Historic Sites & Museums

July 15th, 2015

Brick House Museum. Route 17K, Montgomery. Brick House was built in 1768. Come and see how seven generations of the Nathaniel Hill Family lived. Sat. – Sun. 10 a.m. – 4 p.m. Mid May through Sept. 6. Last tour at 3 p.m. 615-3833

The Captain David Crawford House. 189 Montgomery St., Newburgh. This 1830 Neo Classical Home was the house of 19th century shipping magnate David Crawford. On display are exhibits of mid-19th century furnishings, decorative arts and textiles, Hudson River School paintings and model ships. $5 Open Sundays, 1-4 p.m. or by appointment. Exhibit: Growing Up in Newburgh. This community exhibit, hosted by Russell Lange, tells our story featuring a variety of photographs showing families at Downing Park, during parades, socializing downtown, and many others. 561-2585.

Gomez Mill House. 11 Gomez Mill House Road, Marlboro. 236-3126. Tour Gomez Mill House, the oldest extant Jewish dwelling in North America continuously lived in for nearly three centuries. Wed. – Sun. 10 a.m. – 4 p.m. Guided tours at 10 a.m., 11:30 a.m., 1 p.m. and 2:30 p.m.

Hill-Hold Museum. Route 416, Campbell Hall. Visit Hill-Hold museum and see what life was like on a Hudson Valley farm in the 1830s. Mid May –Oct. 4. Hours: Fri. – Sun. 10 a.m. – 4 p.m. Last tour at 3 p.m. 615-3833.

Historic Huguenot Street. DuBois Fort Visitor Center, Huguenot Street, New Paltz. 255-1660.

Karpeles Manuscript Library Museum. 94 Broadway (across from City Hall), Newburgh. karpeles.com. View an extraordinary exhibition of some two dozen original manuscript pages and artifacts relating to the development and early history of baseball in the United States during the 19th and early 20th centuries. Exhibit includes documents showing the founding of the National League and original contracts highlighting the extraordinary career of George Herman “Babe” Ruth (1895-1948), who played in major league baseball for 22 seasons from 1914 to 1935. Included are Ruth’s signed 1933 contracts with the Red Sox and the Yankees, as well as a $25,000 deal he signed with the Boston Braves in his final big league season. On display Thur-Sun. May-Aug 2015. Hours: Thurs.-Sat. 10 a.m. to 4 p.m. and Sun. Noon – 4 p.m. Admission is free 569-4997.

Knox’s Headquarters State Historic Site, Vails Gate. The elegant 1754 combination English and Dutch style home, of the prosperous merchant miller John Ellison, was one of the longest occupied military headquarters of the Revolutionary War. Continental Army Generals, Nathanael Greene, Henry Knox and Horatio Gates used the house as headquarters, during various periods between 1779-1783.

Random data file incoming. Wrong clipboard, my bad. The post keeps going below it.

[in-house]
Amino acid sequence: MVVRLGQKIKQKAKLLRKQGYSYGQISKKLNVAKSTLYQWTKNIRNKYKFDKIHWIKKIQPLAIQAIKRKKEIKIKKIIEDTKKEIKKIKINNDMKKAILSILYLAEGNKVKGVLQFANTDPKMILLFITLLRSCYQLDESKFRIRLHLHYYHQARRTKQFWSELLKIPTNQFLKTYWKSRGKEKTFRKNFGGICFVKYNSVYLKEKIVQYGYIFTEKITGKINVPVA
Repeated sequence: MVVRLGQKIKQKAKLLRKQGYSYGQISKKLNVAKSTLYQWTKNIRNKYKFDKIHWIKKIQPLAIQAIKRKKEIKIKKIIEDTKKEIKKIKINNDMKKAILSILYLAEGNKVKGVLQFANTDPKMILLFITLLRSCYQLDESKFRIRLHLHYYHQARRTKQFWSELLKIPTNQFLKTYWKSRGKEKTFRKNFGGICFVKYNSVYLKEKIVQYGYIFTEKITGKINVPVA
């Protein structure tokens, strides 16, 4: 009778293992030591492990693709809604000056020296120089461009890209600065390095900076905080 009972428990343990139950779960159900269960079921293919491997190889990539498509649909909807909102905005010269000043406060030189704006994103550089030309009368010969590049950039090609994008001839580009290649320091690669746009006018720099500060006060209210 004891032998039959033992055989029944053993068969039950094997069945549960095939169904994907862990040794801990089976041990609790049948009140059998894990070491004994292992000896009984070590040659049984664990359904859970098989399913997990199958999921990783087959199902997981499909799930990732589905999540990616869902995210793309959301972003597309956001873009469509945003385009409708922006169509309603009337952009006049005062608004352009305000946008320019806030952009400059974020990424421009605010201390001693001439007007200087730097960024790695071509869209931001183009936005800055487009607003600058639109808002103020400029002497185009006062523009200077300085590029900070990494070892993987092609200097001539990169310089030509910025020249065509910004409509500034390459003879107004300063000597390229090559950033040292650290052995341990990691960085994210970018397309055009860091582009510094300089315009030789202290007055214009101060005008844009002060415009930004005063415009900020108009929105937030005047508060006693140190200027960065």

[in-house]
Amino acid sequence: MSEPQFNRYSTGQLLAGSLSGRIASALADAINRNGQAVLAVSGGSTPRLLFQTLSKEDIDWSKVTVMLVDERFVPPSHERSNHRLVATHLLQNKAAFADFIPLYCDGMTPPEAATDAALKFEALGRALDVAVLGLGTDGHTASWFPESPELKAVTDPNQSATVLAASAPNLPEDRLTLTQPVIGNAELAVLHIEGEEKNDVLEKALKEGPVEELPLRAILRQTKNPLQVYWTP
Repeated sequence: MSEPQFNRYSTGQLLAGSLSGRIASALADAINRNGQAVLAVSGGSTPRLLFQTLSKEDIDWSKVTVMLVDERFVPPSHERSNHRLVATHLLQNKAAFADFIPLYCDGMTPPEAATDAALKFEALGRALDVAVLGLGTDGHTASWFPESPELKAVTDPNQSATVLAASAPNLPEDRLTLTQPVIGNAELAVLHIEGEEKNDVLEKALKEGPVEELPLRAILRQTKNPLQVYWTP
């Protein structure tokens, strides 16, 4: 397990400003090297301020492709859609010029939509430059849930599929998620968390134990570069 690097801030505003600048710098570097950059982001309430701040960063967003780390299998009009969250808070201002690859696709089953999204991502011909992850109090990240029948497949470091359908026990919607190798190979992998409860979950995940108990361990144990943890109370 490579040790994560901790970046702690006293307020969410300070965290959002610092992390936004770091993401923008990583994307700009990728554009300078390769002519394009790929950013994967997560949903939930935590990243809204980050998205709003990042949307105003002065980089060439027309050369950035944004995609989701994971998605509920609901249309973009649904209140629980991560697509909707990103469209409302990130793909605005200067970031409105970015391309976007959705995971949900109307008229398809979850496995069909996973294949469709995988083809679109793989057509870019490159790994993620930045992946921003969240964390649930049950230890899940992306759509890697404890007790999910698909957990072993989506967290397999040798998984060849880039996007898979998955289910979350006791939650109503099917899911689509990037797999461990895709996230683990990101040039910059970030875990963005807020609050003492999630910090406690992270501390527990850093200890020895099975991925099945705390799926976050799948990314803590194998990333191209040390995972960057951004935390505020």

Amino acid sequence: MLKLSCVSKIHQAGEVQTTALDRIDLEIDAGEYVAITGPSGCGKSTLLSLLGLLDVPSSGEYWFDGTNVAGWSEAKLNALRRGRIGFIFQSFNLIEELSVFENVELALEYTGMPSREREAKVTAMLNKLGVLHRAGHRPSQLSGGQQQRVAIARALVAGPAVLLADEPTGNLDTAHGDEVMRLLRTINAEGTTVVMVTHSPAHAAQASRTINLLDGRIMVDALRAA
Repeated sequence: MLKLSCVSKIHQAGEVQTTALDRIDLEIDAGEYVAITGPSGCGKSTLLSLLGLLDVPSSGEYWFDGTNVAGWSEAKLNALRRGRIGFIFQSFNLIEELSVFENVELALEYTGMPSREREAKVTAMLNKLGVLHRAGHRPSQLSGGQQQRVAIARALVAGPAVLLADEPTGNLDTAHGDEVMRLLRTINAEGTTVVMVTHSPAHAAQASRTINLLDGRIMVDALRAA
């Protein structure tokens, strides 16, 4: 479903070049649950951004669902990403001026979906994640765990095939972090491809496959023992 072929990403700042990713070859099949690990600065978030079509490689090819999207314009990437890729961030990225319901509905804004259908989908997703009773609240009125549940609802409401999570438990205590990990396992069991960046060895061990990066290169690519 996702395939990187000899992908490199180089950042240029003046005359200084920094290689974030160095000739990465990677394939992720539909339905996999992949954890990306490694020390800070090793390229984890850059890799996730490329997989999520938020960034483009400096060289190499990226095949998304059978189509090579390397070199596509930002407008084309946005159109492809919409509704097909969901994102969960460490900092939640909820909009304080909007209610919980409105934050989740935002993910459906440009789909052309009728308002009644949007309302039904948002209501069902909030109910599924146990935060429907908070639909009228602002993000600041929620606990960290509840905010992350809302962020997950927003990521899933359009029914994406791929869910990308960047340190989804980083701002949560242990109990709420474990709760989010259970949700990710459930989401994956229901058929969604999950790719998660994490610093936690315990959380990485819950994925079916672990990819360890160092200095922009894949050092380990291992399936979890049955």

Locust Grove: The Samuel Morse Historic Site. Route 9, Poughkeepsie. The 150-acre estate of Samuel F. B. Morse includes an Italianate villa designed by Alexander Jackson Davis containing extensive collections of American and European decorative and fine arts. Three miles of carriage roads wind through landscaped grounds, romantic gardens and shady groves. Grounds open 8 a.m. – dusk, weather permitting. Visitor center hours: 10 a.m. – 5 p.m. Mon. – Fri. Mansion tours leave at 10:15 a.m., 11:30 a.m., 12:45 p.m., 2 p.m., 3:15 p.m. $10, $6 children 6-18. 454-4500.

Maybrook Railroad Museum, Schipps Lane, Maybrook. Open Saturdays and Sundays, 1-4 p.m. 778-7016.

Montgomery Village Historical Museum. Former Methodist church, 142 Clinton St., across from the Fire Museum. Extensive historical artifact display. Hours: Saturdays 1 – 4 p.m. or by appointment. 457-5135.

Motorcyclepedia Museum. 250 Lake St., Newburgh. More than 450 motorcycles are on display. Indian Timeline, Military and Police motorcycles, and Kaizen; an exhibit dedicated to classic Japanese motorcycles. Hours: Friday – Sunday 10 a.m. – 5 p.m. Admission: $11 adults, $5 children 3-12 Children under age 3 are free. 569-9065.

Mount Gulian Historic Site. 145 Sterling St., Beacon. Tours of the home, Dutch barn and restored garden. A microcosm of U.S. history, hear stories about Native American Indians, early Dutch settlers, Revolutionary War soldiers, and an escaped slave. View Verplanck family heirlooms; artifacts from Revolutionary and Civil Wars and the Society of the Cincinnati, the first veterans’ organization in U.S., formed here in 1783. Wed.-Fri. and Sun. 1 p.m.-5 p.m.; last tour 4 p.m. $8; $6/sr; and $4/ages 6-18. 831-8172.

New Windsor Cantonment State Historic Site, 374 Temple Hill Road, Town of New Windsor. New Windsor Cantonment was the final encampment of the northern Continental Army, in 1782-83. Here over 7,000 soldiers and 500 family members endured the winter and prepared for a renewal of the fighting in the spring. Instead peace was proclaimed and after 8 long years of war they returned home. New Windsor Cantonment is co-located with The National Purple Heart Hall of Honor, dedicated to collecting, preserving and telling the story of America’s military wounded or killed in combat.

Washington’s Headquarters State Historic Site. Corner of Liberty & Washington Streets, Newburgh. Served as General George Washington’s army headquarters from April 1782-August 1783, his longest stay during the Revolutionary War. First government owned and operated historic house museum in the U.S., which marks the beginnings of the historic Preservation Movement. Birthplace of the Badge of Military Merit, the forerunner of the Purple Heart. “Unpacked & Rediscovered: Selections from Washington’s Headquarters’ Collection” More than 1,300 artifacts are on display including dolls, souvenirs of past wars, local Newburgh history, military weapons and domestic implements. Hours: Fri. – Sat., 11 a.m. – 3 p.m., Admission: Adults – $4, Seniors/Students – $3, children 12 and under – free. 562-1195.

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